This arrangement benefits both sides. Sub-brands save on sales and marketing by selling through Xiaomi's website and physical stores. They also benefit from Xiaomi's supply chain, according to Tang. As a low-cost smartphone company, Xiaomi has abundant experience negotiating low prices for its parts, an advantage it shares with the companies it invests in.
In return, the devices they produce often can only connect to Xiaomi's own home-kit platform, "Mi Home." Together, they formed a large and closed-circuit system. Once a customer steps in, he or she can get anything from it — and the costs of switching to another smart-home provider quickly become prohibitively high.
The network effect certainly worked on Sun, the Xiaomi product enthusiast. He fell for Xiaomi's devices around 2015 and gradually bought hundreds of the company's home products.
Sun finds pleasure in designing complex interactions among his devices. When he enters the room he uses as a walk-in closet, the motion sensor will trigger the light to switch on, the clothing rack to descend and the curtains to close. "All I need to do is to change my outfit and walk out," he said. After a while, everything automatically returns to its place.
But things are changing for Xiaomi's ecosystem. While many sub-brand companies have benefited significantly from Xiaomi's investment and supply chain in the early stage, they have grown into their own brand and are increasingly seeking independence.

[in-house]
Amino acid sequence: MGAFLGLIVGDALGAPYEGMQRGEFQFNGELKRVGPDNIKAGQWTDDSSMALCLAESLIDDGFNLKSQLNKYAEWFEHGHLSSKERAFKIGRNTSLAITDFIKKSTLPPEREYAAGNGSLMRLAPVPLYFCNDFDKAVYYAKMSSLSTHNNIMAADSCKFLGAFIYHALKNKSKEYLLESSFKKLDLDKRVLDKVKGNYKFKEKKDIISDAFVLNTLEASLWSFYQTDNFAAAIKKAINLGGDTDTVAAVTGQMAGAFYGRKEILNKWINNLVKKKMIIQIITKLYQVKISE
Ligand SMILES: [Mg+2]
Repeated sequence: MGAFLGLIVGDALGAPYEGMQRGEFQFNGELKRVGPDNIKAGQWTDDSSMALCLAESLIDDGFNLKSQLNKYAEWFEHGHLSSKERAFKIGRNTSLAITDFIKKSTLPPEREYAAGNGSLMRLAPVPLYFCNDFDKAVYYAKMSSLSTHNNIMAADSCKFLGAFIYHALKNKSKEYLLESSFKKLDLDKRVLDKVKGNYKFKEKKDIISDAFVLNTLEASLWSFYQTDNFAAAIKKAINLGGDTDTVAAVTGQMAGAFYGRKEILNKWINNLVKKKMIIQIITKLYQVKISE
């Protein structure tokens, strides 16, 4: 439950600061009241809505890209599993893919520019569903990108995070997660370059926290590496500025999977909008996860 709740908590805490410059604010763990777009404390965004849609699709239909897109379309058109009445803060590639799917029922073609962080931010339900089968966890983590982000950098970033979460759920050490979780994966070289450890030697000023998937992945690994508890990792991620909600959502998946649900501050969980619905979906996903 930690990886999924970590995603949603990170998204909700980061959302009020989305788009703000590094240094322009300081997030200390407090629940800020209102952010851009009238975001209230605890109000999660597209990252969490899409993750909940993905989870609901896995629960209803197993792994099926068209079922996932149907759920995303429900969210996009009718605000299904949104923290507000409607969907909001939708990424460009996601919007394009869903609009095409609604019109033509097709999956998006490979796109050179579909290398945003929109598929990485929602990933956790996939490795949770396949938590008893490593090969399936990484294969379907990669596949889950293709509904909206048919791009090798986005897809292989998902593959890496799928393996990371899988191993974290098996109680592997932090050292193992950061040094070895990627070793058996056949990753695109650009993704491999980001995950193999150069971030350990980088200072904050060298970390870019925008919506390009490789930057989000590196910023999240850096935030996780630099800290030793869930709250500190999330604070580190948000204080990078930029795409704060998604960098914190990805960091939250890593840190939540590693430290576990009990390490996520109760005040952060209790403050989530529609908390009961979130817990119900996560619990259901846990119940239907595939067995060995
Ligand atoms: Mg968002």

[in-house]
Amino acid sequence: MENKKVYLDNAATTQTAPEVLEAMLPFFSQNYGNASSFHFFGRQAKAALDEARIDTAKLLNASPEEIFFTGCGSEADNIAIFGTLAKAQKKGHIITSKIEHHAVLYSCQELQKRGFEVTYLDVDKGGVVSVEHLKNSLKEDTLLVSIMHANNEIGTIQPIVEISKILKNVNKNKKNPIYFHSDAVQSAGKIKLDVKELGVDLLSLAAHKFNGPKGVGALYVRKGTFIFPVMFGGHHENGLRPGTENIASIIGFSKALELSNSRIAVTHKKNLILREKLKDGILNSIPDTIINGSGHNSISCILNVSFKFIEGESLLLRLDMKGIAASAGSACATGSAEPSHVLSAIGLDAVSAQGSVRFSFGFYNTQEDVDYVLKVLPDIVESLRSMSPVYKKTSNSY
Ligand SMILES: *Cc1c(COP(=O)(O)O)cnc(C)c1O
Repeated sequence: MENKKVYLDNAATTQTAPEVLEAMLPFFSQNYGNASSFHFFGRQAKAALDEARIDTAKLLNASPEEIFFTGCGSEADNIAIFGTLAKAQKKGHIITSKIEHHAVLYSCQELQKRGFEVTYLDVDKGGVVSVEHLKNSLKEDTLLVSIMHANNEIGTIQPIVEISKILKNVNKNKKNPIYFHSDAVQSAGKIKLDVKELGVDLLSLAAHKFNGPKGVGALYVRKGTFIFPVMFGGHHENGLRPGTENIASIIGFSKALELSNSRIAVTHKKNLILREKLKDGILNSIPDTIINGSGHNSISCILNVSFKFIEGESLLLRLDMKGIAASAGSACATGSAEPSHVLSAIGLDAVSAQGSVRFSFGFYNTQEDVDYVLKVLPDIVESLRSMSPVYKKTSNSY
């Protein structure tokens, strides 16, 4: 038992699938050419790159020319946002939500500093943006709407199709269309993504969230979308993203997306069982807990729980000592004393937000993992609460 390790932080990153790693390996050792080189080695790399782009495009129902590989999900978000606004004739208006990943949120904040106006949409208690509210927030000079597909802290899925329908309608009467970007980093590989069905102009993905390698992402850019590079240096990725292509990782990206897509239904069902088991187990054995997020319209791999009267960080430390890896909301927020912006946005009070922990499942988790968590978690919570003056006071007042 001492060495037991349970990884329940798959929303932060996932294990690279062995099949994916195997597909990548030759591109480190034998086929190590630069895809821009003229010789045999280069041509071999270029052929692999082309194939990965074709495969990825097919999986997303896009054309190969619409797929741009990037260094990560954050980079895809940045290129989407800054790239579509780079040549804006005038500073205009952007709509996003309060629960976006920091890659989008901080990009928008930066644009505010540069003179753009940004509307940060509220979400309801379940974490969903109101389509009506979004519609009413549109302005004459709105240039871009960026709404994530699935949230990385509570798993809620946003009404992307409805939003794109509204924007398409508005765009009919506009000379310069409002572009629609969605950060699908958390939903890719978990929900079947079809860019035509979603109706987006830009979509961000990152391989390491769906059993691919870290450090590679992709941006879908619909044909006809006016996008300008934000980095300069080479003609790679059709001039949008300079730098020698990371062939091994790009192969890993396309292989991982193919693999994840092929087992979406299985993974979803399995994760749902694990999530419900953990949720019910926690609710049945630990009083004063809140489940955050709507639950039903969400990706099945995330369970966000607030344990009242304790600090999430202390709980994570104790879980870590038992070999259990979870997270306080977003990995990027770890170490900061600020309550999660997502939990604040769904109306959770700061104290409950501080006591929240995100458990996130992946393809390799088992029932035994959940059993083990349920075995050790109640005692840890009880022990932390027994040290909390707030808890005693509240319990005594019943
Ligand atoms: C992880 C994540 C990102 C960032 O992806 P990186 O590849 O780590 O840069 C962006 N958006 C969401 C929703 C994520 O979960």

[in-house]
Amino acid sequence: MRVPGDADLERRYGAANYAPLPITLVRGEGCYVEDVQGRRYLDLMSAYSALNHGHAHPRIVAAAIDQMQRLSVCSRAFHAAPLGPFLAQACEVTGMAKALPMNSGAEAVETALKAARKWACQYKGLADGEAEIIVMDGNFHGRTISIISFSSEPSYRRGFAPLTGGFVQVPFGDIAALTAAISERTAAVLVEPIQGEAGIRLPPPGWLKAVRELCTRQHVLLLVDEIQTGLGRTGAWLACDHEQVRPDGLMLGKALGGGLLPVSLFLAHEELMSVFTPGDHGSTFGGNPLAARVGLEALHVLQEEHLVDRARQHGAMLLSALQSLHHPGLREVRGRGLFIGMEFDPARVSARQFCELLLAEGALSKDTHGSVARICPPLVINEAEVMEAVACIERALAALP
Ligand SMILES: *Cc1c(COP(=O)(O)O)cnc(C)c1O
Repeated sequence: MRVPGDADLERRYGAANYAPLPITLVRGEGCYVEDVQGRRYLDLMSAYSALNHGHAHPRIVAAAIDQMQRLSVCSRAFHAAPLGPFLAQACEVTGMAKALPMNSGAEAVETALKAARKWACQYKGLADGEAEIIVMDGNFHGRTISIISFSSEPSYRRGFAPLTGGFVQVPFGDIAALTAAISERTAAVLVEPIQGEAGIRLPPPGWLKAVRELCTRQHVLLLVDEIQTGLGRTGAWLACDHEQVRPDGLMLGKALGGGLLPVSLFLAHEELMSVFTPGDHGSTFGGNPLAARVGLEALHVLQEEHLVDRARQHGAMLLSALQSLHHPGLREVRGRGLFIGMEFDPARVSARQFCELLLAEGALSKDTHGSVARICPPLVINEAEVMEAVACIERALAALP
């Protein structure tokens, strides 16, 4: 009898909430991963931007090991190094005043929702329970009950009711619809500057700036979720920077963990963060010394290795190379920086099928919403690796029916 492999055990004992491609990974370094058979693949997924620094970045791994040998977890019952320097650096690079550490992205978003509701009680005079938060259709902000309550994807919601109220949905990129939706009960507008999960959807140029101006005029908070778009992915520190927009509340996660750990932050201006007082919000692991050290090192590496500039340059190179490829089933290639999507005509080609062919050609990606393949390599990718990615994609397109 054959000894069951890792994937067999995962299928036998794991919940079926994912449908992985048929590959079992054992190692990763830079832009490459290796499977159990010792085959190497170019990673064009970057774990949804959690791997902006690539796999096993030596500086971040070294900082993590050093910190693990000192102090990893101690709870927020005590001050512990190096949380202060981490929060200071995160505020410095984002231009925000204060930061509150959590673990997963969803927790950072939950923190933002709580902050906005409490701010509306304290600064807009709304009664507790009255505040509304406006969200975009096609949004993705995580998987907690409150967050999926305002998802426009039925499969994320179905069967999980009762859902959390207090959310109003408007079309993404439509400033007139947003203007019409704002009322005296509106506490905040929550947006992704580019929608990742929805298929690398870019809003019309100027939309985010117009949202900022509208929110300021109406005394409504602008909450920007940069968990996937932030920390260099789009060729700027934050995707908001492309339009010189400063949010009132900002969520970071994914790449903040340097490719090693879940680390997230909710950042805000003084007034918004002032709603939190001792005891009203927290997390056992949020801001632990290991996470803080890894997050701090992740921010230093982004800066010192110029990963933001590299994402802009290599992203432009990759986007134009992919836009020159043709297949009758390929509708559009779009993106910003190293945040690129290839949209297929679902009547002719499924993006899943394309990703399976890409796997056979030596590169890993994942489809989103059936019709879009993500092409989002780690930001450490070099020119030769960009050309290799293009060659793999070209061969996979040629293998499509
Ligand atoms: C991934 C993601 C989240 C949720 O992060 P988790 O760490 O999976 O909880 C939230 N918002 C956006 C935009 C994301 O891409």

The low pricing model that Xiaomi insists on has forced these companies to take narrow profit margins. Many of them are now developing different, higher-end products that work with other systems like Apple's HomeKit.
"Smart Mi will eventually have its own sales team and branding," the CEO of Smart Mi said in 2018, according to Chinese magazine Time Weekly. The company manufactures smart heaters, air conditioners and air purifiers for Xiaomi's ecosystem.
This is a longstanding problem that Xiaomi needs to solve. Since its early years, Xiaomi has branded itself an affordable option for the masses — customers rarely go to Xiaomi for high-end products. But the GDP per capita in China has almost doubled since Xiaomi's founding, and people are willing to pay more to improve their lives. It remains a question whether Xiaomi can appeal to these richer customers.
There's another challenge that Amazon and Google face regularly, one Xiaomi has dodged so far: data privacy concerns. When Amazon introduced an indoor drone last September, social media lit up with privacy concerns. In China, where surveillance has become a collaboration between the state and the private sector, such discussions remain unusual. Xiaomi is largely exempt from suspicion even though its products can literally reach every corner of a home.
Last October, China released its draft of the Personal Information Protection Law, but it made no specific mention of smart-home devices. Home data privacy made Chinese headlines in 2017 when some people found out security camera footage was being livestreamed publicly, but there's been little discussion around smart-home devices since then.
"Of course I worry about [privacy], but there's no good solution to this problem," Sun said. He considers it necessary for these products to learn more about his way of living. "It's just like having a housemaid. She has to know where you place everything in your home, how to use them, when you go to bed and what you like to eat. If she doesn't know that, she can't serve you."